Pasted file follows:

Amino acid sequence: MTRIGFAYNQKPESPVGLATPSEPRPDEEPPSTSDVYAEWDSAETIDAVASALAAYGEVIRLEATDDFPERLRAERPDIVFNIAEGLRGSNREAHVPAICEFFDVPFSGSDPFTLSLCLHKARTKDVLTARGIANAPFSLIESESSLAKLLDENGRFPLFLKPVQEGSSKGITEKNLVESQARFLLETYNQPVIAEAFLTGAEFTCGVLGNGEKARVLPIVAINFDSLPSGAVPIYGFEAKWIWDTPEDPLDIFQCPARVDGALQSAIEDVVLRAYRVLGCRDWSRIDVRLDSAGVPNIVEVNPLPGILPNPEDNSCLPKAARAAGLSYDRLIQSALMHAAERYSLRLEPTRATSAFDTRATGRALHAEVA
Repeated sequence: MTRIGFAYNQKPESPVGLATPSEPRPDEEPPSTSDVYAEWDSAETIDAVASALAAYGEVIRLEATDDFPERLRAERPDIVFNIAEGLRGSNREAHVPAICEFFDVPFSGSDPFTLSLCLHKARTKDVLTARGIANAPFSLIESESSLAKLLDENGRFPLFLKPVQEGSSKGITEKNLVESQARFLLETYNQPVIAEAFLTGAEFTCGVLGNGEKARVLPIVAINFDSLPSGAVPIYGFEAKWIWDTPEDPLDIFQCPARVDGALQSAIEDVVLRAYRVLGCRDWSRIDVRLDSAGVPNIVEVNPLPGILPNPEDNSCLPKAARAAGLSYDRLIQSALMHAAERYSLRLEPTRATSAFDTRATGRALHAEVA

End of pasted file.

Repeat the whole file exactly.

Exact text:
Amino acid sequence: MTRIGFAYNQKPESPVGLATPSEPRPDEEPPSTSDVYAEWDSAETIDAVASALAAYGEVIRLEATDDFPERLRAERPDIVFNIAEGLRGSNREAHVPAICEFFDVPFSGSDPFTLSLCLHKARTKDVLTARGIANAPFSLIESESSLAKLLDENGRFPLFLKPVQEGSSKGITEKNLVESQARFLLETYNQPVIAEAFLTGAEFTCGVLGNGEKARVLPIVAINFDSLPSGAVPIYGFEAKWIWDTPEDPLDIFQCPARVDGALQSAIEDVVLRAYRVLGCRDWSRIDVRLDSAGVPNIVEVNPLPGILPNPEDNSCLPKAARAAGLSYDRLIQSALMHAAERYSLRLEPTRATSAFDTRATGRALHAEVA
Repeated sequence: MTRIGFAYNQKPESPVGLATPSEPRPDEEPPSTSDVYAEWDSAETIDAVASALAAYGEVIRLEATDDFPERLRAERPDIVFNIAEGLRGSNREAHVPAICEFFDVPFSGSDPFTLSLCLHKARTKDVLTARGIANAPFSLIESESSLAKLLDENGRFPLFLKPVQEGSSKGITEKNLVESQARFLLETYNQPVIAEAFLTGAEFTCGVLGNGEKARVLPIVAINFDSLPSGAVPIYGFEAKWIWDTPEDPLDIFQCPARVDGALQSAIEDVVLRAYRVLGCRDWSRIDVRLDSAGVPNIVEVNPLPGILPNPEDNSCLPKAARAAGLSYDRLIQSALMHAAERYSLRLEPTRATSAFDTRATGRALHAEVA